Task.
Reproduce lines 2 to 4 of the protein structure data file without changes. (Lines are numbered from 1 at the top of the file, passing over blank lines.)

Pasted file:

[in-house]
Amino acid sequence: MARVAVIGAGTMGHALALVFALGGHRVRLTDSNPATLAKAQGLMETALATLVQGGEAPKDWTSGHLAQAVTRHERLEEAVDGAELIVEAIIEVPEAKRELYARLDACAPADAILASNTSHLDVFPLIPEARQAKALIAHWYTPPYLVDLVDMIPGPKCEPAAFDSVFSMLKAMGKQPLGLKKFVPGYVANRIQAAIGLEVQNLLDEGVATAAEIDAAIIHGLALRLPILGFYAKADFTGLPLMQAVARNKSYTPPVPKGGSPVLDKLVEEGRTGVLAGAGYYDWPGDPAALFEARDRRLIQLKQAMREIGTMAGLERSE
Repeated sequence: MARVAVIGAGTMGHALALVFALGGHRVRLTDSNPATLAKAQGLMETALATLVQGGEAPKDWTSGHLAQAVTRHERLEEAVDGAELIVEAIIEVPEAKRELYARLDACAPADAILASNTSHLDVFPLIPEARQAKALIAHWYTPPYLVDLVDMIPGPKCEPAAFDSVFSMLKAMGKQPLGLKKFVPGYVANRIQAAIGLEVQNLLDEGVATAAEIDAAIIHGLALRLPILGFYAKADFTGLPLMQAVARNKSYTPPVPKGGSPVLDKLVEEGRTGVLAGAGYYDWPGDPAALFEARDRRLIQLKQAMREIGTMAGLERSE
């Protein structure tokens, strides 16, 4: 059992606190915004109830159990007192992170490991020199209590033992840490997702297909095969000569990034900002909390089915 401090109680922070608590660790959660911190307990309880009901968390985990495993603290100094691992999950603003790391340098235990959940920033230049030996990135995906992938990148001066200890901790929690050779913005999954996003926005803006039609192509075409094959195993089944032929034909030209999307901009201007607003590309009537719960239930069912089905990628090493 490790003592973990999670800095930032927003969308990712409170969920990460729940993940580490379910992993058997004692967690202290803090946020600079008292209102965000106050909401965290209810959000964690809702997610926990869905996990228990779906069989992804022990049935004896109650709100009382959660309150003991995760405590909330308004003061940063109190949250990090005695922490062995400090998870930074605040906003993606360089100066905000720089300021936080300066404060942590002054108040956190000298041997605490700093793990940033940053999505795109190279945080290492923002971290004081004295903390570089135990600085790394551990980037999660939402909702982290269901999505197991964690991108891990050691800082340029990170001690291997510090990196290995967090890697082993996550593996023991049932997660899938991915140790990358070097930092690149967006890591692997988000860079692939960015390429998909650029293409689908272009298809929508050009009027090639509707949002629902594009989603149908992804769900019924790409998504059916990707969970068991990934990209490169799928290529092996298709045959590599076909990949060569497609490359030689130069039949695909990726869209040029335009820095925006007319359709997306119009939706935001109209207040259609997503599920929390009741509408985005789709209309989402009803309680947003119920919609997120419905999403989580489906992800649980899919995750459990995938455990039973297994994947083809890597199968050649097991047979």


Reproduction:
Amino acid sequence: MARVAVIGAGTMGHALALVFALGGHRVRLTDSNPATLAKAQGLMETALATLVQGGEAPKDWTSGHLAQAVTRHERLEEAVDGAELIVEAIIEVPEAKRELYARLDACAPADAILASNTSHLDVFPLIPEARQAKALIAHWYTPPYLVDLVDMIPGPKCEPAAFDSVFSMLKAMGKQPLGLKKFVPGYVANRIQAAIGLEVQNLLDEGVATAAEIDAAIIHGLALRLPILGFYAKADFTGLPLMQAVARNKSYTPPVPKGGSPVLDKLVEEGRTGVLAGAGYYDWPGDPAALFEARDRRLIQLKQAMREIGTMAGLERSE
Repeated sequence: MARVAVIGAGTMGHALALVFALGGHRVRLTDSNPATLAKAQGLMETALATLVQGGEAPKDWTSGHLAQAVTRHERLEEAVDGAELIVEAIIEVPEAKRELYARLDACAPADAILASNTSHLDVFPLIPEARQAKALIAHWYTPPYLVDLVDMIPGPKCEPAAFDSVFSMLKAMGKQPLGLKKFVPGYVANRIQAAIGLEVQNLLDEGVATAAEIDAAIIHGLALRLPILGFYAKADFTGLPLMQAVARNKSYTPPVPKGGSPVLDKLVEEGRTGVLAGAGYYDWPGDPAALFEARDRRLIQLKQAMREIGTMAGLERSE
């Protein structure tokens, strides 16, 4: 059992606190915004109830159990007192992170490991020199209590033992840490997702297909095969000569990034900002909390089915 401090109680922070608590660790959660911190307990309880009901968390985990495993603290100094691992999950603003790391340098235990959940920033230049030996990135995906992938990148001066200890901790929690050779913005999954996003926005803006039609192509075409094959195993089944032929034909030209999307901009201007607003590309009537719960239930069912089905990628090493 490790003592973990999670800095930032927003969308990712409170969920990460729940993940580490379910992993058997004692967690202290803090946020600079008292209102965000106050909401965290209810959000964690809702997610926990869905996990228990779906069989992804022990049935004896109650709100009382959660309150003991995760405590909330308004003061940063109190949250990090005695922490062995400090998870930074605040906003993606360089100066905000720089300021936080300066404060942590002054108040956190000298041997605490700093793990940033940053999505795109190279945080290492923002971290004081004295903390570089135990600085790394551990980037999660939402909702982290269901999505197991964690991108891990050691800082340029990170001690291997510090990196290995967090890697082993996550593996023991049932997660899938991915140790990358070097930092690149967006890591692997988000860079692939960015390429998909650029293409689908272009298809929508050009009027090639509707949002629902594009989603149908992804769900019924790409998504059916990707969970068991990934990209490169799928290529092996298709045959590599076909990949060569497609490359030689130069039949695909990726869209040029335009820095925006007319359709997306119009939706935001109209207040259609997503599920929390009741509408985005789709209309989402009803309680947003119920919609997120419905999403989580489906992800649980899919995750459990995938455990039973297994994947083809890597199968050649097991047979």